“There’s a lot of work to do there,” says Sherer.
Alison Holcomb, I-502′s main author, contends that her initiative’s controversial provisions affecting patients can be quickly fixed in the state Legislature by creating exemptions for patients under state law. If enacted by legislators, such fixes would not take effect until July 2012.
But the big question lingering over passage of two legalization initiatives—challenges to 75 years of cannabis prohibition—is what will the feds do? No one really knows for sure, because no state has passed a legalization initiative before. Holcomb notes that the feds have never before filed a federal preemption challenge to any state medical cannabis law and says she expects that the feds will treat state level recreational legalization the same. Holcomb is perhaps the only person in Washington State, or the nation. making such a prediction.
Both initiatives are widely expected to draw prompt legal challenges from the DOJ and could well be tied up in court injunctions for several years. In the meantime, their state-licensed cannabis shops and regulatory schemes would be frozen. There’s also word that some medical cannabis patients may try to get an injunction against 502′s implementation. In other words, stay tuned.
And also rest assured: the medical cannabis collectives and dispensaries in both states are not going anywhere soon. The Colorado initiative allows them to chose whether they want to serve medical cannabis patients or recreational users. In Washington, the Legislature will be left to sort out that such bifurcations.
Passage of Question 3 in Massachusetts clearly advances the medical cannabis cause, says ASA’s Sherer, and she says that she is not too discouraged by the close miss in Arkansas, MMJ’s first ever ballot try in the South.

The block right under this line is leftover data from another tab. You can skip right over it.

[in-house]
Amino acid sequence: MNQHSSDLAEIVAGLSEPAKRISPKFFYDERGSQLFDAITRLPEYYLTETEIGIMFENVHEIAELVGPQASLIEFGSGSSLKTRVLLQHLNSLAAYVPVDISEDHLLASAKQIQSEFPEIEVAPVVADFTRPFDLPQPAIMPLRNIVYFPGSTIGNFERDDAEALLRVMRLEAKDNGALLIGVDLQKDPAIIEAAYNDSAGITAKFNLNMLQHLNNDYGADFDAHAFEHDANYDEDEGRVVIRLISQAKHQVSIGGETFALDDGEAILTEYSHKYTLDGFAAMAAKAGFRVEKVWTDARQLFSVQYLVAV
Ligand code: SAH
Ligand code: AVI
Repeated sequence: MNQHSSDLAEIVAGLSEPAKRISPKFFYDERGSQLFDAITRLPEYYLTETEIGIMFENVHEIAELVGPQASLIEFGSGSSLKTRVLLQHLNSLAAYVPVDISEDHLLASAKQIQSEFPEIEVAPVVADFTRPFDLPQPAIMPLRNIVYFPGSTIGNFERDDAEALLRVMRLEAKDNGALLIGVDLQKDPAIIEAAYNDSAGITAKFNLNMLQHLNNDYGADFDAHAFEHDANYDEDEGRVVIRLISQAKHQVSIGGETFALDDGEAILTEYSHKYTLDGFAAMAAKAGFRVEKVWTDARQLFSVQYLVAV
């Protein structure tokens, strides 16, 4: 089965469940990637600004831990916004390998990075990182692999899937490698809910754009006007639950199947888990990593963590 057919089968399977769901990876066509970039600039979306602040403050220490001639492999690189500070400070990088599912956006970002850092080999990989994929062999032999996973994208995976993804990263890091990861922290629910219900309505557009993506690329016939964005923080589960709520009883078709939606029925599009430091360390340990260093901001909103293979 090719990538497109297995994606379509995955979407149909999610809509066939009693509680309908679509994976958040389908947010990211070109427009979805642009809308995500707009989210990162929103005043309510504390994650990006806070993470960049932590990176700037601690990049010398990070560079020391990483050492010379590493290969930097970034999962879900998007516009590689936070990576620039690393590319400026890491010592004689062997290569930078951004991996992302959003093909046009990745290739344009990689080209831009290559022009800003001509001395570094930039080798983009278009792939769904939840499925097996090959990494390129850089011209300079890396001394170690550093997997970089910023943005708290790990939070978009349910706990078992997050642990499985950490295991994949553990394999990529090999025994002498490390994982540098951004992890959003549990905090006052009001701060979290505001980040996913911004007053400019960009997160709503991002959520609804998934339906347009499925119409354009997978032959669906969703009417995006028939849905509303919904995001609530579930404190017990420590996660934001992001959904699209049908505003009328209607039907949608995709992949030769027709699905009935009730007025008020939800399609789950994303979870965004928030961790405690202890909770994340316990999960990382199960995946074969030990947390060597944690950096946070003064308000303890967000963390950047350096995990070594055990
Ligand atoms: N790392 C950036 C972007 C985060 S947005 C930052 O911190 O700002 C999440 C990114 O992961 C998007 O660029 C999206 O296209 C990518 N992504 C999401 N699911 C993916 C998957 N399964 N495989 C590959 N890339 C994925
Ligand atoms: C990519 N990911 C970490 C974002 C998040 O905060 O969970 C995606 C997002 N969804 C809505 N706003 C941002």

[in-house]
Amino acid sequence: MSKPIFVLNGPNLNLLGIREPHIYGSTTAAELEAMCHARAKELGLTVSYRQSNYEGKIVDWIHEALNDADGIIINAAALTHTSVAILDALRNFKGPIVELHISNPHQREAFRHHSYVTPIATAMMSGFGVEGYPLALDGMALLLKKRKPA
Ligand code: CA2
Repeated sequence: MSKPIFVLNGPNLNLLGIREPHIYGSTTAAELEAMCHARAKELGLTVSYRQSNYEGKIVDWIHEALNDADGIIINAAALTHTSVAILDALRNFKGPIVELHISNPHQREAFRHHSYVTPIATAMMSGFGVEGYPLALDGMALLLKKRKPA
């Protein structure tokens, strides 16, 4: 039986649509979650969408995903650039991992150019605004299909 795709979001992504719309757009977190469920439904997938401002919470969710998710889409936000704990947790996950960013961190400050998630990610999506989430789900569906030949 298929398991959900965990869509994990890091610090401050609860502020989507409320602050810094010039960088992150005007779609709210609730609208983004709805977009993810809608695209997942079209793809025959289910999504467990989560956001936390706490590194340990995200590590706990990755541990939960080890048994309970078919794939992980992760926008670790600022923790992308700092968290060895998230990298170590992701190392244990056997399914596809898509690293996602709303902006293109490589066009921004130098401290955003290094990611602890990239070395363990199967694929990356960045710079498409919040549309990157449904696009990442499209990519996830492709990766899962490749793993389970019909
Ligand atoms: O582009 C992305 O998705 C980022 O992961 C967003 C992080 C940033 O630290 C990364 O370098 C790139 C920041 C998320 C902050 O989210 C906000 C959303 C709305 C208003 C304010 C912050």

“Even if we lose in Arkansas,” she says, “we’ve still built up a group of people who will go after it” next year in the Arkansas legislature and who’ve definitely sent a message to other states in the Deep South—such as Tennessee and Alabama, both with active medical cannabis bills—that medical cannabis is an issue that can no longer be ignored.
In Detroit, a majority of local voters approved Measure M, decriminalizing possession of up to one ounce of marijuana by an adult over the age of 21 on private property. While it isn’t a statewide measure, Measure M is certainly a step in the right direction for Michigan patients. Between this and the successes in Washington and Colorado last night, it’s clear that progress towards abolishing the prohibition on cannabis is being made nationwide, even though not all measures were successful. Sadly, in Arkansas, a statewide measure that could have decriminalized marijuana for medical use lost by a very small margin. In Oregon, Measure 80 attempted to legalize marijuana for adult use but only received 45 percent of the popular vote, causing it to fail as well. It was also unfortunate that Montana failed in its attempt to lower restrictions the state already has on medical marijuana. As a community, we must remain positive and proud that even though the measures did fail, it was only by a small percentage—hope remains for the legal future of marijuana.
And so went the greatest Night of Cannabis Politics Ever. Grandiose and a mixed-bag all at once.